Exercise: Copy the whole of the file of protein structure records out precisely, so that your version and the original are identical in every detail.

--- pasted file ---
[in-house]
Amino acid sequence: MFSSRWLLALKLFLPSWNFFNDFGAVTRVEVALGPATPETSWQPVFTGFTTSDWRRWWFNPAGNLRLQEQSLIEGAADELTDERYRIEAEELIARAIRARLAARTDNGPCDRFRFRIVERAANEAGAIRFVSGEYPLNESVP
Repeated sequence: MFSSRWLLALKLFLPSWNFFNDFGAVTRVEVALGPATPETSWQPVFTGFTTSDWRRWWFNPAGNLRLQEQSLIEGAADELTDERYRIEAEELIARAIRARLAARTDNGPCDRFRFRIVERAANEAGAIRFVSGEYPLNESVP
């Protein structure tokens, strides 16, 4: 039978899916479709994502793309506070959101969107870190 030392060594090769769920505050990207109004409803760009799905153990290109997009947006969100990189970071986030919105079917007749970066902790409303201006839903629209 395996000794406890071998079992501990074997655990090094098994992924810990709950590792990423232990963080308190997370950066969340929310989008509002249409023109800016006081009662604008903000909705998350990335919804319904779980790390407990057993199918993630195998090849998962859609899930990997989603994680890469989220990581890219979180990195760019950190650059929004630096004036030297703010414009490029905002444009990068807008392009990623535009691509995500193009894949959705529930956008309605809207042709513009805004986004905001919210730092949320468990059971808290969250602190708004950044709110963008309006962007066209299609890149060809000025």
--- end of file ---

[in-house]
Amino acid sequence: MFSSRWLLALKLFLPSWNFFNDFGAVTRVEVALGPATPETSWQPVFTGFTTSDWRRWWFNPAGNLRLQEQSLIEGAADELTDERYRIEAEELIARAIRARLAARTDNGPCDRFRFRIVERAANEAGAIRFVSGEYPLNESVP
Repeated sequence: MFSSRWLLALKLFLPSWNFFNDFGAVTRVEVALGPATPETSWQPVFTGFTTSDWRRWWFNPAGNLRLQEQSLIEGAADELTDERYRIEAEELIARAIRARLAARTDNGPCDRFRFRIVERAANEAGAIRFVSGEYPLNESVP
């Protein structure tokens, strides 16, 4: 039978899916479709994502793309506070959101969107870190 030392060594090769769920505050990207109004409803760009799905153990290109997009947006969100990189970071986030919105079917007749970066902790409303201006839903629209 395996000794406890071998079992501990074997655990090094098994992924810990709950590792990423232990963080308190997370950066969340929310989008509002249409023109800016006081009662604008903000909705998350990335919804319904779980790390407990057993199918993630195998090849998962859609899930990997989603994680890469989220990581890219979180990195760019950190650059929004630096004036030297703010414009490029905002444009990068807008392009990623535009691509995500193009894949959705529930956008309605809207042709513009805004986004905001919210730092949320468990059971808290969250602190708004950044709110963008309006962007066209299609890149060809000025």